Judge forces feds to review protections for river herring, shad

Emily Yehle, E&E reporter

A federal judge has ordered the National Marine Fisheries Service to consider protections for river herring and shad, setting an October deadline for the agency to produce an environmental analysis.

The decision is the latest to come out of a yearslong debate over whether NMFS adequately manages the river herring and shad species. The forage fish are an important food source to many larger species, including popular sport fish, and their numbers are in decline.

Roger Fleming, a staff attorney at Earthjustice, said the order means NMFS must consider immediately adding the species to the fishery management plan under the Mid-Atlantic Fishery Management Council.

“The National Marine Fisheries Service invested millions of federal dollars in state waters habitat restoration for river herring and shad but continues to undermine their recovery by failing to protect them in federal waters,” he said, later adding in a statement: “The agency’s own scientific data shows these fish are caught and killed by the millions in Atlantic mackerel and herring fisheries and need protection.”

The controversy began in 2013, when the Mid-Atlantic Fishery Management Council voted to not pursue a proposal that would have added river herring and shad to a fishery management plan. Instead, the council recommended — and NMFS approved — provisions that set up limited protections for both species.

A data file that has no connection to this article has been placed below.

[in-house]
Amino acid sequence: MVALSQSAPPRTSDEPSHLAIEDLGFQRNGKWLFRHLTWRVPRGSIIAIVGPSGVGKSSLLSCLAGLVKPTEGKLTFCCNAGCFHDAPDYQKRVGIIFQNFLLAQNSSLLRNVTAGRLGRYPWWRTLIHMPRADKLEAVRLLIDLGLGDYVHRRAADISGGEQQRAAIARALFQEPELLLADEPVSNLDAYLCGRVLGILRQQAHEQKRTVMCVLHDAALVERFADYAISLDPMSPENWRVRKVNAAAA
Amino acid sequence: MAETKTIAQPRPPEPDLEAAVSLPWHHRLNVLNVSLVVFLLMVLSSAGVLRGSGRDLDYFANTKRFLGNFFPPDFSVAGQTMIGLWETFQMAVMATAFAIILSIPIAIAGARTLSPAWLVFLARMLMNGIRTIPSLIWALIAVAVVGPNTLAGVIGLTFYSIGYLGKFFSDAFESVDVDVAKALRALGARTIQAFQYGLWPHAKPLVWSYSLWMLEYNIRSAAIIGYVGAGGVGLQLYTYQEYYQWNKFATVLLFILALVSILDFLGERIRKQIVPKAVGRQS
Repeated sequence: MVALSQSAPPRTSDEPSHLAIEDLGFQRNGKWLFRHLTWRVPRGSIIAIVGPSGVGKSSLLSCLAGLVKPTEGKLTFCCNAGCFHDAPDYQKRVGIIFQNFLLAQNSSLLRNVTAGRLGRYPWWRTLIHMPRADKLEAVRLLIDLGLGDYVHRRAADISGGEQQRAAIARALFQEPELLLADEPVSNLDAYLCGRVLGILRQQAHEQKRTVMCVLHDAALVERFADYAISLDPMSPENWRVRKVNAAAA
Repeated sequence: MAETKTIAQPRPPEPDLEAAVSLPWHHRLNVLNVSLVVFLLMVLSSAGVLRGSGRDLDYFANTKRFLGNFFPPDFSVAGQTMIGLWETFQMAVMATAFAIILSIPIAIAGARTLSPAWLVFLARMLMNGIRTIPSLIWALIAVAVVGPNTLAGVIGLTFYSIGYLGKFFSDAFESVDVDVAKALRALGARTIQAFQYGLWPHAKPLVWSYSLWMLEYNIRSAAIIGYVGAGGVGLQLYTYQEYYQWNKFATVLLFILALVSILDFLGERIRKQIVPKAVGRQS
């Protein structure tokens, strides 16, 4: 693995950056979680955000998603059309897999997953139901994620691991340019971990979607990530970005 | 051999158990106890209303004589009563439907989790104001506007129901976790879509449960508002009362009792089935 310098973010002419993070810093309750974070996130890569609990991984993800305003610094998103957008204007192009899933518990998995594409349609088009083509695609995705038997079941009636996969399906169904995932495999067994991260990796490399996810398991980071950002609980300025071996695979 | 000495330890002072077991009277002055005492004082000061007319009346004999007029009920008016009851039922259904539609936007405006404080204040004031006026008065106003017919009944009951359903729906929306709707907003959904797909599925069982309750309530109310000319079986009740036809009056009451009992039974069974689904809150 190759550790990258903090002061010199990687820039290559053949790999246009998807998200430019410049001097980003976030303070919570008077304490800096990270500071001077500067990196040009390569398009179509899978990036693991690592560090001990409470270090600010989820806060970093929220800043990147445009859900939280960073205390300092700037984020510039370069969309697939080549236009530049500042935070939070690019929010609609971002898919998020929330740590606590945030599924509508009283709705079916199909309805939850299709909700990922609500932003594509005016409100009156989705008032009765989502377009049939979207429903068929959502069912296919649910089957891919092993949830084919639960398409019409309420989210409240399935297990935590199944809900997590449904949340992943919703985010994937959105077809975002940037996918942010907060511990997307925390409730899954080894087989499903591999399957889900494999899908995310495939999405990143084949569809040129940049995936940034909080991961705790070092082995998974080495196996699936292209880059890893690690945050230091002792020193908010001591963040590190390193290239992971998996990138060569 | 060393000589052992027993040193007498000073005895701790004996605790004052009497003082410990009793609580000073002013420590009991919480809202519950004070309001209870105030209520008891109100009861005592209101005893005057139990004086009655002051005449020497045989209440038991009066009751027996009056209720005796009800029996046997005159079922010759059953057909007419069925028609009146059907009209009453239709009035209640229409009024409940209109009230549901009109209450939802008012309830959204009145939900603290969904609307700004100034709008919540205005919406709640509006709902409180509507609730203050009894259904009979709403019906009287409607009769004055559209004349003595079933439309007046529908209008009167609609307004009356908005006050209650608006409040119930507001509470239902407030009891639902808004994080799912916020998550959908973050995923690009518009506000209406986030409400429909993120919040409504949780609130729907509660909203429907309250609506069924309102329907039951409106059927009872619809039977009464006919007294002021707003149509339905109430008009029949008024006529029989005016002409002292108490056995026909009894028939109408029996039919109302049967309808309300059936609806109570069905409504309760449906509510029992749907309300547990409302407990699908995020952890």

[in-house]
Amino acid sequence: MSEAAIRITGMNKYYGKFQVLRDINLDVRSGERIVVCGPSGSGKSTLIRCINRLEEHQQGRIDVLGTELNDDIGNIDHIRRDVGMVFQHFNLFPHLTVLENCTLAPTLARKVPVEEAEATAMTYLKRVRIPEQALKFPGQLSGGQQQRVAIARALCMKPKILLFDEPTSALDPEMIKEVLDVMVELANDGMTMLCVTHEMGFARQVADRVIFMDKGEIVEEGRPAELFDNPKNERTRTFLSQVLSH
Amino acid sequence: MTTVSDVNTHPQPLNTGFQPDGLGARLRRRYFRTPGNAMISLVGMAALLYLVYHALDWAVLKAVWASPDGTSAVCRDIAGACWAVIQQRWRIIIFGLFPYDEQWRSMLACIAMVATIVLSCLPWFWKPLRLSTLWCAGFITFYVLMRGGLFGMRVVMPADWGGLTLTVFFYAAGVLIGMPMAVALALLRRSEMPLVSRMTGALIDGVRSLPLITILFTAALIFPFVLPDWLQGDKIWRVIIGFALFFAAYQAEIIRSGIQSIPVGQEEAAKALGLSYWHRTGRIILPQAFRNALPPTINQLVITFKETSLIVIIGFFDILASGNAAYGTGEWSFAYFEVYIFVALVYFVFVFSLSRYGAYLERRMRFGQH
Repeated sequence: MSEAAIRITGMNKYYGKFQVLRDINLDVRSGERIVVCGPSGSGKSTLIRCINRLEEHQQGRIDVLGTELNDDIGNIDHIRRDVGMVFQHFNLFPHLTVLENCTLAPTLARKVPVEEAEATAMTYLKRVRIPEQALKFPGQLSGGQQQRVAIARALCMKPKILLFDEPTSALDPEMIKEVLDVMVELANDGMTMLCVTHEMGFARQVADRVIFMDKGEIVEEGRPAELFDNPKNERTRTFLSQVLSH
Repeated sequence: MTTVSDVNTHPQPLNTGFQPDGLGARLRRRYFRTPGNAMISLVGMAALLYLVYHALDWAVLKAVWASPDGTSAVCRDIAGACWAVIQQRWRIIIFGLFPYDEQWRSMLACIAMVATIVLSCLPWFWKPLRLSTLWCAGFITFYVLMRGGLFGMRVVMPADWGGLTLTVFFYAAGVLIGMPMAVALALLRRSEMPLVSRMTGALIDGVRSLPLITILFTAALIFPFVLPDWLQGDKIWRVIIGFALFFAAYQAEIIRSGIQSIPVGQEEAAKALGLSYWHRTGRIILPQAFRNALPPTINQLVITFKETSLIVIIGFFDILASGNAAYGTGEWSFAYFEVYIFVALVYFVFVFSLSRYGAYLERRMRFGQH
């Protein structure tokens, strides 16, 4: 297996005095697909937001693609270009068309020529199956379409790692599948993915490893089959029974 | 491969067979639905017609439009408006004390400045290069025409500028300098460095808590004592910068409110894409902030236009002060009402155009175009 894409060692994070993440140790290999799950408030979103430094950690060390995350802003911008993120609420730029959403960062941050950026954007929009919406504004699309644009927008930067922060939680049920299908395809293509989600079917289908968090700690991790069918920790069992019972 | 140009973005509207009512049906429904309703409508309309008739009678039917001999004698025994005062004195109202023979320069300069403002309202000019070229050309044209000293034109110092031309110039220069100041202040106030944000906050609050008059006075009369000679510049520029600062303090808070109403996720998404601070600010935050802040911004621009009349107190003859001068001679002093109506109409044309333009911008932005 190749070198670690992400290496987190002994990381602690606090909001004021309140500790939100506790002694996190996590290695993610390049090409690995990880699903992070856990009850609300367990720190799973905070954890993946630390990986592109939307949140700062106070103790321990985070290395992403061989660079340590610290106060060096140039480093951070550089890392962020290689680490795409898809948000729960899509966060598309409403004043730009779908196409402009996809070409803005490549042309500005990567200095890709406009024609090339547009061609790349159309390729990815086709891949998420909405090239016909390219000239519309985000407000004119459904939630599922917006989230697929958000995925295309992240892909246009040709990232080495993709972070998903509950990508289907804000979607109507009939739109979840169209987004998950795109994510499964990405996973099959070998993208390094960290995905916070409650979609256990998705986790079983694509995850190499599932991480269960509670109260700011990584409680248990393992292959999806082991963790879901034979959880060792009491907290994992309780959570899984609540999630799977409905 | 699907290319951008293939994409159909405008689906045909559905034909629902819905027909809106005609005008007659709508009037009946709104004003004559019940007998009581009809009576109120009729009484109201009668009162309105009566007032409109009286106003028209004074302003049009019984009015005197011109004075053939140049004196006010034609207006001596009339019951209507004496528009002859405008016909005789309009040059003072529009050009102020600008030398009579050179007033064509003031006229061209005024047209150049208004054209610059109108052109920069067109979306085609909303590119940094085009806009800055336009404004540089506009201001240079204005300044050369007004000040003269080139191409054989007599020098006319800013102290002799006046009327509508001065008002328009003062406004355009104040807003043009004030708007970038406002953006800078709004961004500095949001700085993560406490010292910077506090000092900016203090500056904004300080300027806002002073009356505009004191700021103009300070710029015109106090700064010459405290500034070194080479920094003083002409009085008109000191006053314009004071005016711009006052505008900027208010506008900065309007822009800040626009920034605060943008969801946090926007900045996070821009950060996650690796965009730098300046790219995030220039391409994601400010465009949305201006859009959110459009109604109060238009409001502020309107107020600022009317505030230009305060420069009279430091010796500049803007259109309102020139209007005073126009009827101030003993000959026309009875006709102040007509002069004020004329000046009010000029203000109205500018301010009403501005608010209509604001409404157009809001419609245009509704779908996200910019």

Earthjustice sued over both actions, filing lawsuits on behalf of the Anglers Conservation Network, Gateway Striper Club Inc. and others. The U.S. District Court for the District of Columbia sided with NMFS in the first case, and a federal appeals court upheld that decision earlier this month (Greenwire, Jan. 5).

But conservationists were more successful with the second lawsuit, which took aim at the plan NMFS approved.

In yesterday’s order, District Judge Gladys Kessler ordered NMFS to conduct an in-depth environmental analysis that specifically considers whether to add river herring and shad to the fishery management plan. It comes after her October decision finding that NMFS violated the National Environmental Policy Act by not considering a range of options for protecting river herring and shad.

Kessler also ordered NMFS to ensure the council “prepares a draft decision document on the issue of stocks in the fishery,” including an analysis of whether to add the species to the fishery management plan. The council must vote on whether to recommend changes in its October meeting.

If added to the fishery management plan, river herring and shad would get numerous protections, including a catch limit based on the best available science. Fishery managers would also have to set rebuilding goals and identify essential fish habitat.

CREDIT: EENews.net